My (non-deductible) contribution
An e-mail arrived today from the president of the Jewish Telegraphic Agency appealing for money to enable the agency to stay afloat. I must admit that as a free subscriber to JTA’s daily news bulletin, I felt a twinge of guilt upon reading the letter’s postscript stating that while it is “JTA’s mission to offer content for free, . . . it is not free to produce. We need everyone who relies on JTA to pitch in. . . . ” And so, I’ve decided to contribute in my own way, by posting at least once each week regarding some aspect of the JTA’s news coverage.
I trust my observations will pay great dividends to the agency in enabling it to fulfill its stated role as the “Global News Service of the Jewish People,” and will, ultimately be worth far more to its staff than the paltry monetary sum I’d otherwise be contributing. I take as my starting premise that as a self-described “Global News Service of the Jewish People,” the JTA is committed to a rigorously objective and non-partisan approach to its reporting, in both religious and political terms. So, here goes:
A June 15 news item headlined “Poll: American voters’ support of Israel drops” describes a new survey by The Israel Project which found that only 49% of American voters call themselves supporters of Israel, down from 69% last September. What the report fails to mention is that there was a huge divide in this regard based on political affiliation. Republicans favored Israel over the Palestinians by 65% to 3%, followed by independents who favored Israel 50% to 9%, and Democrats, at 38% to 9%.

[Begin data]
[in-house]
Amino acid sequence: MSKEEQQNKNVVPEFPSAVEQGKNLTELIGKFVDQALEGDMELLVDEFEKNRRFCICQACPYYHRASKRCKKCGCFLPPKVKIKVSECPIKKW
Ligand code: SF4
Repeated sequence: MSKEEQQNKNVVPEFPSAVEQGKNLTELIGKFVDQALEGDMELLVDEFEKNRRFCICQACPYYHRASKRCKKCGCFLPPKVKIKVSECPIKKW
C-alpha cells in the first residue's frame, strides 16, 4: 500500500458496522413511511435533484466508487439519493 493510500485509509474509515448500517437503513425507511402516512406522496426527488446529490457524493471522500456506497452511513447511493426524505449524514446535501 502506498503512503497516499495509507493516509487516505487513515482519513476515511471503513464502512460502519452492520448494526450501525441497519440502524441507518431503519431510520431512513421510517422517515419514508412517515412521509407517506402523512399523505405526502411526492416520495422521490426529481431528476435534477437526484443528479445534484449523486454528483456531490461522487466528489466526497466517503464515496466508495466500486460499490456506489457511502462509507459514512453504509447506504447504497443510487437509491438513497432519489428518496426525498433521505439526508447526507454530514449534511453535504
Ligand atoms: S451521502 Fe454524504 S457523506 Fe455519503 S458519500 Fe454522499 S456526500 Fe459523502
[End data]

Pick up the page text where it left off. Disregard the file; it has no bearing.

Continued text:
On the question of whether they believe Israel’s government is committed to peace, 56% of Republicans responded in the affirmative (which was significantly down from 74% in March 2008), while a 42%-41% plurality of Democrats responded that the current government is not committed to peace.
The above-mentioned fundraising letter from JTA’s president described the agency as “irreplaceable” because “[n]o other news or online source tells our Jewish stories in such a comprehensive manner.” Yet, without some reference to the large partisan gap between Republican and Democratic respondents, the headline seems somewhat misleading (and possibly untrue as regards some Republican voters, although that would require further research) and the story that follows seems rather un-comprehensive.
Interestingly, a JTA news item back on January 15 entitled “Two polls: Americans favor Israel in Gaza conflict” did in fact concede, albeit down in the fifth of seven paragraphs, that a “partisan gap existed in the Pew poll. Republicans approved of Israel’s military action by 55-20 percent, while Democrats disapproved of the campaign by a 45-29 margin.”
Could it be something has happened since January 15 to render JTA’s news coverage less comprehensive?